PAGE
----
What does a publisher do? Manage strategically

What does a publisher do? is a series of posts designed to answer that question, interpreted not in the sense of ‘What functions do publishers fulfil?’, but rather ‘What operations do publishers (well, this publisher, at any rate) perform?’ This post is the fifth in the series.

In ‘What does a publisher do? Manage security’, I said that our management of our own interest in our business (as owners) resolved into three activities: (a) security management; (b) strategy management; and (c) brand management. The current post focuses on the second of these.

On our periodic review days, my fellow director and I review our current strategy to date and outline the strategy for the coming period. To do so, we use one very straightforward tool*. We plot a graph with share of revenue on one axis and profit margin on the other. From this we can derive a quadrant model:

Small share of revenue High share of revenue
High profit margin
Low profit margin

On this we can plot our revenue streams. Before doing so, however, we need to make one modification. Some of our revenue streams are services – editorial services and training on publishing – for which the cost of sale, in financial terms, is very low.

The problem here is that above model would fail to differentiate sufficiently: all such services would show up as ‘high margin’. To overcome this problem we treat time as an alternative measure of cost – our thinking being that services that soak up a lot of our time have a high opportunity cost.

For our strategic planning we merely apply the conventional wisdom  for this model. The low-margin, low revenue streams, we seek to eliminate. The high-margin streams that currently provide a small share of our revenue, we seek to boost through a  sales drive. Low-margin streams that provide a high share of revenue, we seek to make more profitable by raising the price. High-margin, high revenue projects – well, we look for more of the same. Thus:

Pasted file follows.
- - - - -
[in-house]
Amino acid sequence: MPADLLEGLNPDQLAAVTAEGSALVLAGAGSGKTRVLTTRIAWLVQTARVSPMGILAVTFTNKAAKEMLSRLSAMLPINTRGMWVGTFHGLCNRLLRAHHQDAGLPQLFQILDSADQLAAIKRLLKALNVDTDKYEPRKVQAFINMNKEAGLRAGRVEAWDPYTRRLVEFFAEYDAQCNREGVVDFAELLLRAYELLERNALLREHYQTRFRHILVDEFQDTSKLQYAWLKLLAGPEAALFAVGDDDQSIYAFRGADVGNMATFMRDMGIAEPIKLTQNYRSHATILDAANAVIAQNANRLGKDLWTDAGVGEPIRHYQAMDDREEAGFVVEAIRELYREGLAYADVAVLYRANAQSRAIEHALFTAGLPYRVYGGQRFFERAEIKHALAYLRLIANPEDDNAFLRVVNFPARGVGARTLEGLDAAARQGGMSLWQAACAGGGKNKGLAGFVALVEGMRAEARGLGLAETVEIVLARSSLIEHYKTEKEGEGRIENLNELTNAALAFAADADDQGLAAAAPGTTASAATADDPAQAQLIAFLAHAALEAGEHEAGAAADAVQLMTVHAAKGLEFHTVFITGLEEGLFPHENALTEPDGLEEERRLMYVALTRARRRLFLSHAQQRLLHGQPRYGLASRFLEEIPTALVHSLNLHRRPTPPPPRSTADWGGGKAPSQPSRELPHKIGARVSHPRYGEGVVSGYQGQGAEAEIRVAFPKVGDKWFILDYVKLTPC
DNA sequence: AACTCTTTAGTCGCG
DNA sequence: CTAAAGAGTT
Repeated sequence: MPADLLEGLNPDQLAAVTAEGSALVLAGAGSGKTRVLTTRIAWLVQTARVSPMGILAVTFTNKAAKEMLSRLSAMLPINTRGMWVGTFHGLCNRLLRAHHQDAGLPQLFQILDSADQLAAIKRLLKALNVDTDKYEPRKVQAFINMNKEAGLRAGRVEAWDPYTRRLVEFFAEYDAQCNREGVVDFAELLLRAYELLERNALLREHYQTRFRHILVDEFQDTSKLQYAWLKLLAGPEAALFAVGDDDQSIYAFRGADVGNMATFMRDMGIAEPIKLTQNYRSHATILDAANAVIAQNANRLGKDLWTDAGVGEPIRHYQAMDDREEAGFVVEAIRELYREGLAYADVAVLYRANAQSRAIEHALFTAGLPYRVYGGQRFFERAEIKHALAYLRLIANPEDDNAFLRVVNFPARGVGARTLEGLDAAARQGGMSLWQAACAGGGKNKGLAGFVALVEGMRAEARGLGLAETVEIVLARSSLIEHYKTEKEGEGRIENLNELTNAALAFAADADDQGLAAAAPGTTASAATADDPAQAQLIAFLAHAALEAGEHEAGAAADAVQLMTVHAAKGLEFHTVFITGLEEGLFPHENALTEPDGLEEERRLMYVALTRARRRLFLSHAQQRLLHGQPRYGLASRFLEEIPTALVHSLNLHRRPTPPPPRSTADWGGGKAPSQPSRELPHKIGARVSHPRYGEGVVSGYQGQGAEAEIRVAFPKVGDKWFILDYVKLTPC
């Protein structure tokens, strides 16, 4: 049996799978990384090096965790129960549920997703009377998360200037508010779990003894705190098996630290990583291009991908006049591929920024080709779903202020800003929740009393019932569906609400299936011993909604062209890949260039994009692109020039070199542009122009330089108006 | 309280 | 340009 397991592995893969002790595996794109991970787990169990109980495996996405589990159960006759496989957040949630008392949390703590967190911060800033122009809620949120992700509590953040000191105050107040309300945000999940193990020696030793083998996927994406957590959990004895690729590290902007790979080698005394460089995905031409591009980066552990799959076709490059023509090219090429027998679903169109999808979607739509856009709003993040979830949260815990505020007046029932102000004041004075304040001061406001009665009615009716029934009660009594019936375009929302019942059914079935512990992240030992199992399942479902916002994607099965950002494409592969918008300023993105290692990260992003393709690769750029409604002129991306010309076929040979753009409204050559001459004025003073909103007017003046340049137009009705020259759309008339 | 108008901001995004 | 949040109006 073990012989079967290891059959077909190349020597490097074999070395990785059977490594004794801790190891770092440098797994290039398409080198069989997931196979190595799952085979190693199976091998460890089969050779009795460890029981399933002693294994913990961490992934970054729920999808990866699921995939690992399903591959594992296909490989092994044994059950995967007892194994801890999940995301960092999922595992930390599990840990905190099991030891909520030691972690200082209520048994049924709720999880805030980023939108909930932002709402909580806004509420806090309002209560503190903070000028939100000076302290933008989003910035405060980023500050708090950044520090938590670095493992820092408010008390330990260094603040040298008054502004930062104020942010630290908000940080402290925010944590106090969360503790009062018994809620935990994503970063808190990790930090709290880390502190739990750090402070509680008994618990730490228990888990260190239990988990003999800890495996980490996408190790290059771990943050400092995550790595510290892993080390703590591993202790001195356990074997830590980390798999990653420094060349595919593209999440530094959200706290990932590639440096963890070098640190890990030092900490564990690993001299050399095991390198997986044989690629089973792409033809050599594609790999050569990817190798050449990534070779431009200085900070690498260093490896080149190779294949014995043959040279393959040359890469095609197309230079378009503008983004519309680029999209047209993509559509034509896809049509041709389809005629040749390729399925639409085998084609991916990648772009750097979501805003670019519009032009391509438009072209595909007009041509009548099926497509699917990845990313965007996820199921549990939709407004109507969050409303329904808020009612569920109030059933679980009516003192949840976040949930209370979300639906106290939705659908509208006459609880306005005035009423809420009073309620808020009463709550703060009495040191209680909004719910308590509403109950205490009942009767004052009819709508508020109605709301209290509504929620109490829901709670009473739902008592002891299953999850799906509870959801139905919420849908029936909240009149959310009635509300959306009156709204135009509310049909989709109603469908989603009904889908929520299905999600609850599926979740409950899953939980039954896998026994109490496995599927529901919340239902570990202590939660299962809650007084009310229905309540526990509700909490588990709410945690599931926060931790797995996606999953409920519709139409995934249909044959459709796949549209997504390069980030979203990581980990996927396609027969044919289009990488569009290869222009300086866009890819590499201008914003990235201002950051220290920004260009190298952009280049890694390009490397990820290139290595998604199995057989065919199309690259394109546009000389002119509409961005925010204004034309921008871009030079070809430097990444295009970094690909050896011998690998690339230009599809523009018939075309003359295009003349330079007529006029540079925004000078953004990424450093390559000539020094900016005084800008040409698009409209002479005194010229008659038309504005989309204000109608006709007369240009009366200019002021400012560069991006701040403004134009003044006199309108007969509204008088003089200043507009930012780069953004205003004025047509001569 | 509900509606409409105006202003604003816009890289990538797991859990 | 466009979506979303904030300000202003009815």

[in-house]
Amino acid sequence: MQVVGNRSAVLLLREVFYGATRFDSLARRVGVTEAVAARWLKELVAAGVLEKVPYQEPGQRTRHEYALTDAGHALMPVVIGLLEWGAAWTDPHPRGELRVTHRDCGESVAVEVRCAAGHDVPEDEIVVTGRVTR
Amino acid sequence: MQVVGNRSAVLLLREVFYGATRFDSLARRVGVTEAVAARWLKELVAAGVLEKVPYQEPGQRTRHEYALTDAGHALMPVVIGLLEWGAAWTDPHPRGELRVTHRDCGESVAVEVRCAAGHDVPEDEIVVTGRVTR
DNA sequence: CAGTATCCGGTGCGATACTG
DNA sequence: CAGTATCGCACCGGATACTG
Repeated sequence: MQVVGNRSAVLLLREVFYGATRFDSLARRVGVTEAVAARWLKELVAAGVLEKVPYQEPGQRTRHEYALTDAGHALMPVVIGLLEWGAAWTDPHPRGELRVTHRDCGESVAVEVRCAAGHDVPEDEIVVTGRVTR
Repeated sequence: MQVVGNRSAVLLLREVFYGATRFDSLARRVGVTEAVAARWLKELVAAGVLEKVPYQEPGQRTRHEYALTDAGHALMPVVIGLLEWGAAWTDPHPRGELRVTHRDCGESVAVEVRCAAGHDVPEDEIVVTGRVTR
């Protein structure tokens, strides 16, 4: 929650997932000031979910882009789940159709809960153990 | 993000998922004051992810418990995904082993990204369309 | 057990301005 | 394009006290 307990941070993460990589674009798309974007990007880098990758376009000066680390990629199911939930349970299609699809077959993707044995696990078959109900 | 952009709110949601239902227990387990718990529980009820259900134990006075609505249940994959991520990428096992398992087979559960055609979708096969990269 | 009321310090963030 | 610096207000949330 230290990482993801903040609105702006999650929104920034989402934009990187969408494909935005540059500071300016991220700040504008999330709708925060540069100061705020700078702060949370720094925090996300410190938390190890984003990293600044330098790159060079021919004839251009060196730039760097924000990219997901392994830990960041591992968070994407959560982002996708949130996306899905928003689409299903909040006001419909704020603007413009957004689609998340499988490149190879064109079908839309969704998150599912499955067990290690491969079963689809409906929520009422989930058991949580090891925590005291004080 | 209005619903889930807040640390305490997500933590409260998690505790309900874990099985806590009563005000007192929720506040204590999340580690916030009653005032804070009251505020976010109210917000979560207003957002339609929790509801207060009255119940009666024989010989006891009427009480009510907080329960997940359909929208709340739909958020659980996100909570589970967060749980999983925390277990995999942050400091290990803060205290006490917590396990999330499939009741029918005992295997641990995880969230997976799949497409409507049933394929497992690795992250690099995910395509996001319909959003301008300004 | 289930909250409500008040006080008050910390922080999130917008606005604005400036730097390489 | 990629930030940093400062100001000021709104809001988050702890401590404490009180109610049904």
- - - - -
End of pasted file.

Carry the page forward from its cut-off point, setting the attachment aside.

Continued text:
Small share of revenue High share of revenue
High profit margin  Sales campaign  Focus
Low profit margin  Eliminate  Increase prices

The conventional wisdom here constitutes a kind or organised common sense. We find it helps to confirm what the right thing to do is. It can take a bit of courage to eliminate a revenue stream, but the above model makes it clear that it make sense.

As a result we curtailed the literary agency services (low-margin, low revenue) we once offered. We are raising the price of our editorial services (low-margin, high revenue). In the process we will no doubt lose some clients – but focusing on higher margin streams will make us more profitable.

* We didn’t invent this tool, but I regret I’m unable to credit its author because I have been unable to trace its source. Needless to say, any leads would be welcome.


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